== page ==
Parrott Hall

Stabilization work on historic Parrott Hall on the Cornell AgriTech campus in Geneva could begin later this year. The city is seeking bids for architectural and engineering services that would assess work necessary to stabilize the building, which has a leaking roof, as well as cost estimates.

GENEVA — In June 2018, historic Parrott Hall was nearly history itself.

The first building on the New York State Agricultural Experiment Station campus now called Cornell AgriTech was ready to be demolished, despite pleas from advocates to save a structure that was the first in the city to be named to the National Register of Historic Places.

With a host of expensive repairs ahead, its owner, the state Department of Parks, Recreation and Historic Buildings, deemed Parrott Hall a poor candidate for restoration and deemed demolition the only feasible alternative.

Only an 11th-hour change of heart by the state saved the building from the wrecking ball.

Now with a $400,000 state grant secured and a public-private coalition formed, a key step toward its renovation is ahead. The city is seeking an architectural/engineering firm to create a stabilization and remediation plan for the building.

The project calls for providing a plan for roof and gutter replacement and interior structural stabilization, as well as a price estimate for the work. Requests for proposals, or bids, are due Monday, June 1.

“The roof is key and time is of the essence,” said Erin Tobin, vice president for policy and preservation with the Preservation League of New York State, one of the partners in the project, along with the city.

City Manager Sage Gerling concurred.

“Having a plan for stabilizing and replacing the roof is a critical step toward revitalizing this building,” she said by email. “We look forward to receiving proposals from qualified firms that are both experts in and passionate about historic preservation and ready to dive into this unique Geneva landmark.”

The roof hole “is the reason for its current condition,” said Tobin, adding that the coalition determined a temporary fix was not the best tack and that placing tarp over the hole “is not as easy and practical” as one would think.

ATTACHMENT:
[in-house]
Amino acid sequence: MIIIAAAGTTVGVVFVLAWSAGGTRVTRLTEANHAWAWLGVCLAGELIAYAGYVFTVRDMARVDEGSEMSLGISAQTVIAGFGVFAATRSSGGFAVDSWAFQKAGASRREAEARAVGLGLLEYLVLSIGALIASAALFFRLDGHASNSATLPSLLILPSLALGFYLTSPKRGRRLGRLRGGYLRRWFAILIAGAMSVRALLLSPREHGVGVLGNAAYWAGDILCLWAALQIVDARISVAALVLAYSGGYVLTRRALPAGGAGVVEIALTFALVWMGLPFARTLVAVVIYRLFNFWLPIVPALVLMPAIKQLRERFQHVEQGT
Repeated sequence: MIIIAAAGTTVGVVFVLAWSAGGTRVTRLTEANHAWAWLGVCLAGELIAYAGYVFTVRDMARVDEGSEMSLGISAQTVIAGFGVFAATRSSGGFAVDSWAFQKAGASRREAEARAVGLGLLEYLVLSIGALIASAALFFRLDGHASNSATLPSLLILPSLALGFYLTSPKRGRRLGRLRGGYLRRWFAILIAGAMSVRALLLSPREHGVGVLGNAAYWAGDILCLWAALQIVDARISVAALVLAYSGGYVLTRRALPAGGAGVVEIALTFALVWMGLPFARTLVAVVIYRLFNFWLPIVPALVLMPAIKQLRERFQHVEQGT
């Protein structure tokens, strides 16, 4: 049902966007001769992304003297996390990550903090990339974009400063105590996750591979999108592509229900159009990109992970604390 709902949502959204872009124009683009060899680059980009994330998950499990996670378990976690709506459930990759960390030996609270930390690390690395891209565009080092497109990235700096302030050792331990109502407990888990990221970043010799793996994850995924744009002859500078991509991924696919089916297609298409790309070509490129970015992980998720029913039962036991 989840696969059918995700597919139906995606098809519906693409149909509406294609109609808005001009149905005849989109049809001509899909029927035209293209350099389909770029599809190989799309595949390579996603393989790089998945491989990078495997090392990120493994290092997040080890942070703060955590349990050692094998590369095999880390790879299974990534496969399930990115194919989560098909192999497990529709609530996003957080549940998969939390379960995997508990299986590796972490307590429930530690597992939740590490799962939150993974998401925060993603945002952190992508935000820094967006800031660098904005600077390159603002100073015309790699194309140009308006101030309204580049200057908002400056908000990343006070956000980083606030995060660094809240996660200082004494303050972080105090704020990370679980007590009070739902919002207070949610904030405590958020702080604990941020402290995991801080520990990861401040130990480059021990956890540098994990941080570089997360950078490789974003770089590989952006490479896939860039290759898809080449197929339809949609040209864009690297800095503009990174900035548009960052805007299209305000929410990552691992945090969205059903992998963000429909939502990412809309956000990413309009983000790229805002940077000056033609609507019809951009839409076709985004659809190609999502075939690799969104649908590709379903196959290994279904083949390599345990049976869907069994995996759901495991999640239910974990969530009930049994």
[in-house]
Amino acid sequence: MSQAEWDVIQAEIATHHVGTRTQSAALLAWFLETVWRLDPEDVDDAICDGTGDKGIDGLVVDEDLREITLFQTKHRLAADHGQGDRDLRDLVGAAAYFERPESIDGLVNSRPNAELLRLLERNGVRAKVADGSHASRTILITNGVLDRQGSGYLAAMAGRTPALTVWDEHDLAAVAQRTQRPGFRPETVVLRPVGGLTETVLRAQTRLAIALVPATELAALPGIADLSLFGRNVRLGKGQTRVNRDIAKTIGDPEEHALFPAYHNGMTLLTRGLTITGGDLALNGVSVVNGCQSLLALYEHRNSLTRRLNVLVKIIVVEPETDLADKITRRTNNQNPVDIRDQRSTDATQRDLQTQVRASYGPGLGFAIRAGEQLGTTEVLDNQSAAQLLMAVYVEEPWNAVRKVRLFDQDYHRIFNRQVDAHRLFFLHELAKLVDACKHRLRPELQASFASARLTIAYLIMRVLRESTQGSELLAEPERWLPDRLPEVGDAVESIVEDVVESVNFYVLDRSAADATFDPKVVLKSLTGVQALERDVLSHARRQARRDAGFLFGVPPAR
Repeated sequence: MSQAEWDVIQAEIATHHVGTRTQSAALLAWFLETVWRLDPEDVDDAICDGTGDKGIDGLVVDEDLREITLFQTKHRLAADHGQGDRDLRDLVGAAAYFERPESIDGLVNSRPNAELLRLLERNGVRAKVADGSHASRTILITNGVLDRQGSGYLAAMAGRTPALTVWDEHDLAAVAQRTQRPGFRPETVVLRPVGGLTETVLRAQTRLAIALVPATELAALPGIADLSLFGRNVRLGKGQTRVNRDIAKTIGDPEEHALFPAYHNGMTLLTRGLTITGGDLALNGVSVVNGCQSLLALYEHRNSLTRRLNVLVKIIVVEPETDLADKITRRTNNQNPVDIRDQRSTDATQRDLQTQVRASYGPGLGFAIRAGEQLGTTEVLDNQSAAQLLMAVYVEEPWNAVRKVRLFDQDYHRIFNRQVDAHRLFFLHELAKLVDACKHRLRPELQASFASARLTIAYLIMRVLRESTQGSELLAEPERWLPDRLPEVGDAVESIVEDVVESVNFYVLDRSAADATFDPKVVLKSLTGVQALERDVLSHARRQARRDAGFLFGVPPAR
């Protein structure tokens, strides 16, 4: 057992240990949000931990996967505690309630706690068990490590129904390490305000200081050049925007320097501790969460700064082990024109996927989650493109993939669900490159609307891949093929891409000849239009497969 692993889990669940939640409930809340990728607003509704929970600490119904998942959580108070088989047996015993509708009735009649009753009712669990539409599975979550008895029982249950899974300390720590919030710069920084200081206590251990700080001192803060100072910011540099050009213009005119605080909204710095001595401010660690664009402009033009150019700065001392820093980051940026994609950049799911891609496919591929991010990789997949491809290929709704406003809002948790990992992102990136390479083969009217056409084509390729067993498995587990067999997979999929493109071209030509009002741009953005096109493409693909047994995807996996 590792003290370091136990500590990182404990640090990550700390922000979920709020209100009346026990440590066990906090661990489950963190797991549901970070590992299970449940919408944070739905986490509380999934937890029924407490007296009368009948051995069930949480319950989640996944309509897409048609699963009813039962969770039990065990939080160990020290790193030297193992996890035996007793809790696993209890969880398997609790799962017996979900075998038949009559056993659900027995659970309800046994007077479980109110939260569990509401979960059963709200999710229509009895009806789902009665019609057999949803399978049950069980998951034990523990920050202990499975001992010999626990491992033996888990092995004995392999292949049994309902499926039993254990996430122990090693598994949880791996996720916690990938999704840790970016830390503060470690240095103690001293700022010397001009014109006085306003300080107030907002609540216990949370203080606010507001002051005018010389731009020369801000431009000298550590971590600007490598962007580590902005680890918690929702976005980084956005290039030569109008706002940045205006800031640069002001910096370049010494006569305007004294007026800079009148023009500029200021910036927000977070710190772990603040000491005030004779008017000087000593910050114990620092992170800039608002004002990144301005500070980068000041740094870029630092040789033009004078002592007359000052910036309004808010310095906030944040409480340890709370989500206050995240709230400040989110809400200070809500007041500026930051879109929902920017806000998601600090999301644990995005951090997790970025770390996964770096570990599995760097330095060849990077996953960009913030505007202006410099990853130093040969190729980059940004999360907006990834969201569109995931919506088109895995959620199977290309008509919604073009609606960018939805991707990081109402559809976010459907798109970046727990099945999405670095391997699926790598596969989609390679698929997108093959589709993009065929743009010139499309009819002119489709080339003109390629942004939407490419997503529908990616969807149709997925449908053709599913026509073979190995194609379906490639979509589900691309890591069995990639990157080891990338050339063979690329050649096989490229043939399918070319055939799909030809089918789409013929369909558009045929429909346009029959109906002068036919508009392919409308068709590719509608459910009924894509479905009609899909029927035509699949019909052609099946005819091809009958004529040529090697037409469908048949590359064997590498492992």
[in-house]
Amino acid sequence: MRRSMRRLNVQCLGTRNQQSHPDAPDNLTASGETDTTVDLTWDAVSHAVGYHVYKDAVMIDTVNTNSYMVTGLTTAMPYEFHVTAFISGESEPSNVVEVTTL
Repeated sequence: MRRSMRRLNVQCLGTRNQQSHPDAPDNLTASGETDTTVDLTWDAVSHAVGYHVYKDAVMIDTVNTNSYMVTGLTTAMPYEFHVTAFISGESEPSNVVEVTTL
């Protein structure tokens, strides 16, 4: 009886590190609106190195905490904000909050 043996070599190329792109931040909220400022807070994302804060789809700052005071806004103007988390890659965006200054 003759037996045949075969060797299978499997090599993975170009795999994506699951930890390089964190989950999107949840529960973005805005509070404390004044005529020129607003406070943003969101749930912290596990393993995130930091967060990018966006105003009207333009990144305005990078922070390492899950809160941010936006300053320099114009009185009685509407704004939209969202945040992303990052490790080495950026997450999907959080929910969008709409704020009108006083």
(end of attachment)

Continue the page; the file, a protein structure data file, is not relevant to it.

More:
Despite the leak, said Tobin, the structure is in surprisingly good shape.

The city and Friends of Parrott Hall, the group that spearheaded opposition to the building’s demolition, share a licensing agreement on the property, which is still owned by the state. The licensing agreement is similar to a lease.

Tobin said that while the city, as the grant recipient, is the “applicant of record,” this is a true coalition effort to stabilize and ultimately renovate the historic building on West North Street.

The other agency involved in the project is the Landmark Society of Western New York in Rochester. With the multi-organizational effort, said Tobin, the goal is “not to be a drain on city resources.”

The total project cost, including design and construction, is estimated at $600,000, and a $174,000 local match will be required, said Tobin.

“We’re confident that we’ll be able to finish the match,” she said, adding that the Preservation League, Landmark Society and Friends of Parrott Hall are all contributing funds.

The coalition hopes to have a new roof and the related work done this year, said Tobin.

“We’re keeping our fingers crossed, but that’s our goal,” she said.

As for the building’s full renovation, that’s another matter, Tobin said, pointing to how long it took the city to obtain the grant and a licensing agreement with the state.

“Preservation projects have a long horizon,” she said. “This is moving at a very standard pace.”

Earlier this year, the Preservation League placed Parrott Hall on its 2020 Seven to Save, a list highlighting New York’s threatened historic sites.

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